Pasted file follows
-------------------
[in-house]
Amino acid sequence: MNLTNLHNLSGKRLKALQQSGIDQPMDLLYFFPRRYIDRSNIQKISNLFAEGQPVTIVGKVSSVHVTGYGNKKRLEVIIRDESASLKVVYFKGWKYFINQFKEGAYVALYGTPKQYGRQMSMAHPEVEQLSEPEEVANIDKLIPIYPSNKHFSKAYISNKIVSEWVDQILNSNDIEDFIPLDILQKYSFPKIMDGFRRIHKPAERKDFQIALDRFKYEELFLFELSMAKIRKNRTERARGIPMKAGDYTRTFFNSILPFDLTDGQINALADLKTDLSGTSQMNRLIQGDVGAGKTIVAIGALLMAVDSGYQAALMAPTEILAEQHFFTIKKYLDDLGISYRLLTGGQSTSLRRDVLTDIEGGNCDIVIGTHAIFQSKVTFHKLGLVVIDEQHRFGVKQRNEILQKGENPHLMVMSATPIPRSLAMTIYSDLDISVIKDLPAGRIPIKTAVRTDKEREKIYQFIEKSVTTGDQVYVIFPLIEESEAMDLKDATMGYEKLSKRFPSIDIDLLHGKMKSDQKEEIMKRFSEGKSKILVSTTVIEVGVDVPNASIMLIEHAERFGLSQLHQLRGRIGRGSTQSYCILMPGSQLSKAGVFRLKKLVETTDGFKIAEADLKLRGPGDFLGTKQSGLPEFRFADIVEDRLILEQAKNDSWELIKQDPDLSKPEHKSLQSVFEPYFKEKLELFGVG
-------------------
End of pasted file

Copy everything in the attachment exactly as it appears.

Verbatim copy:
[in-house]
Amino acid sequence: MNLTNLHNLSGKRLKALQQSGIDQPMDLLYFFPRRYIDRSNIQKISNLFAEGQPVTIVGKVSSVHVTGYGNKKRLEVIIRDESASLKVVYFKGWKYFINQFKEGAYVALYGTPKQYGRQMSMAHPEVEQLSEPEEVANIDKLIPIYPSNKHFSKAYISNKIVSEWVDQILNSNDIEDFIPLDILQKYSFPKIMDGFRRIHKPAERKDFQIALDRFKYEELFLFELSMAKIRKNRTERARGIPMKAGDYTRTFFNSILPFDLTDGQINALADLKTDLSGTSQMNRLIQGDVGAGKTIVAIGALLMAVDSGYQAALMAPTEILAEQHFFTIKKYLDDLGISYRLLTGGQSTSLRRDVLTDIEGGNCDIVIGTHAIFQSKVTFHKLGLVVIDEQHRFGVKQRNEILQKGENPHLMVMSATPIPRSLAMTIYSDLDISVIKDLPAGRIPIKTAVRTDKEREKIYQFIEKSVTTGDQVYVIFPLIEESEAMDLKDATMGYEKLSKRFPSIDIDLLHGKMKSDQKEEIMKRFSEGKSKILVSTTVIEVGVDVPNASIMLIEHAERFGLSQLHQLRGRIGRGSTQSYCILMPGSQLSKAGVFRLKKLVETTDGFKIAEADLKLRGPGDFLGTKQSGLPEFRFADIVEDRLILEQAKNDSWELIKQDPDLSKPEHKSLQSVFEPYFKEKLELFGVG